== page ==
Portrait of Victor Chocquet, 1879 by Paul Cezanne

Set against the decor, modeling retains an almost mineral stiffness. In Portrait of Victor Chocquet a play of lines encloses the hieratic silhouette of the collector, friend of both Renoir and Paul Cezanne. The composition is based on horizontals and verticals, the few diagonals, reduced to a minimum (the legs, the arms of the chair, the hands), being sufficient to avoid monotony. A skillful color accent in the carpet in the foreground is repeated in the pattern of pear-shaped spots in the background.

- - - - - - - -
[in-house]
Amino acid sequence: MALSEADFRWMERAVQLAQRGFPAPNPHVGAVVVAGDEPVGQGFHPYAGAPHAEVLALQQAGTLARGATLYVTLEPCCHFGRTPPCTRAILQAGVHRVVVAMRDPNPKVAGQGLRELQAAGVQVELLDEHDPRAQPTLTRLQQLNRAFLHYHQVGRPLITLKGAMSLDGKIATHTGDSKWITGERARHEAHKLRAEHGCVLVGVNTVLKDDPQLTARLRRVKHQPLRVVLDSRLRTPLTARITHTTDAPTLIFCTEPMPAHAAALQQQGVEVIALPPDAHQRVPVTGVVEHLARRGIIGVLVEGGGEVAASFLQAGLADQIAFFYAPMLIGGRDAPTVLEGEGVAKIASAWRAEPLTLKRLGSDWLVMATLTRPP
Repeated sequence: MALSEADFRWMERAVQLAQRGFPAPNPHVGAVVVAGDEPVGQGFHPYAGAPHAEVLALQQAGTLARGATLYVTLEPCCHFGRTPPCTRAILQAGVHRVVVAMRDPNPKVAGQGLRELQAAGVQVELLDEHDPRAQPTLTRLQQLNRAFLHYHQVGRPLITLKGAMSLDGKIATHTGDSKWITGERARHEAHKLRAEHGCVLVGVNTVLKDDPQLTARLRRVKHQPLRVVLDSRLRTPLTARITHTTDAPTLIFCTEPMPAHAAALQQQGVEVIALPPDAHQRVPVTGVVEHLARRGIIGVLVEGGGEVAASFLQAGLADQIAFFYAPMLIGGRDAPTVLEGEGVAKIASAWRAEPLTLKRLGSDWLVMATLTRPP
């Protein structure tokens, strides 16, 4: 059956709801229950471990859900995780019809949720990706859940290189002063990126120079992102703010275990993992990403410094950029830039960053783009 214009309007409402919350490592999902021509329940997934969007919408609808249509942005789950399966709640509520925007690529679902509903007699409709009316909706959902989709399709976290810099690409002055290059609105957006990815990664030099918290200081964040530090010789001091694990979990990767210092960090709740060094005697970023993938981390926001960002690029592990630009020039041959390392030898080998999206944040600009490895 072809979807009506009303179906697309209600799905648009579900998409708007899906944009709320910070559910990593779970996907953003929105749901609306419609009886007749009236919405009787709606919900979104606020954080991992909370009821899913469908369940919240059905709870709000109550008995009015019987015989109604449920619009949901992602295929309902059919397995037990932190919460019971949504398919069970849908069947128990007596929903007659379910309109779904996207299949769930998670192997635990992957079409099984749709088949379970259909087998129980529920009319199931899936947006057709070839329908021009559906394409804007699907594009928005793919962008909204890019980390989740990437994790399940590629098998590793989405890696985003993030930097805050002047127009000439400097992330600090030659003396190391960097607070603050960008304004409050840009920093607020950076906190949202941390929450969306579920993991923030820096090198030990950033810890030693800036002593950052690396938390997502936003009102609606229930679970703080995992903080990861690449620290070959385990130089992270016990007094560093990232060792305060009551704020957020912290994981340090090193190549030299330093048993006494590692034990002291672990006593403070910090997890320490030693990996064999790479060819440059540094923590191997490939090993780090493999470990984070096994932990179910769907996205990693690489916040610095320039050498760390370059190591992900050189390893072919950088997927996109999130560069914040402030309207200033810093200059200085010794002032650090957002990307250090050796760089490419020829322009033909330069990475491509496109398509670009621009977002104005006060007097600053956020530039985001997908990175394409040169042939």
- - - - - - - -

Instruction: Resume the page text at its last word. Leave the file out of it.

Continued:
Several axes of various depths converge in a single point, Chocquet's left hand. Utterly faithful to sensation, even at the expense of likeness, Cezanne does not paint at equal height the two fragments of black horizontals, right and left of the armchair, which mark the edge of the floor. "I see the planes overlap," he was to say, "and the lines often seem to fall." Victor Chocquet, a simple employee at the Ministry of Finance, was one of the great collectors of the nineteenth century. He began to spend his savings to buy several works by Delacroix. In 1875 he asked Renoir, then still unknown, to paint a portrait of his wife. He bought two Cezannes at Pere Tanguy's exclaiming, "These will look very well between a Delacroix and a Courbet!" The two men became friends and confessed a common admiration for Delacroix who, as Cezanne stated, "served as intermediary between us."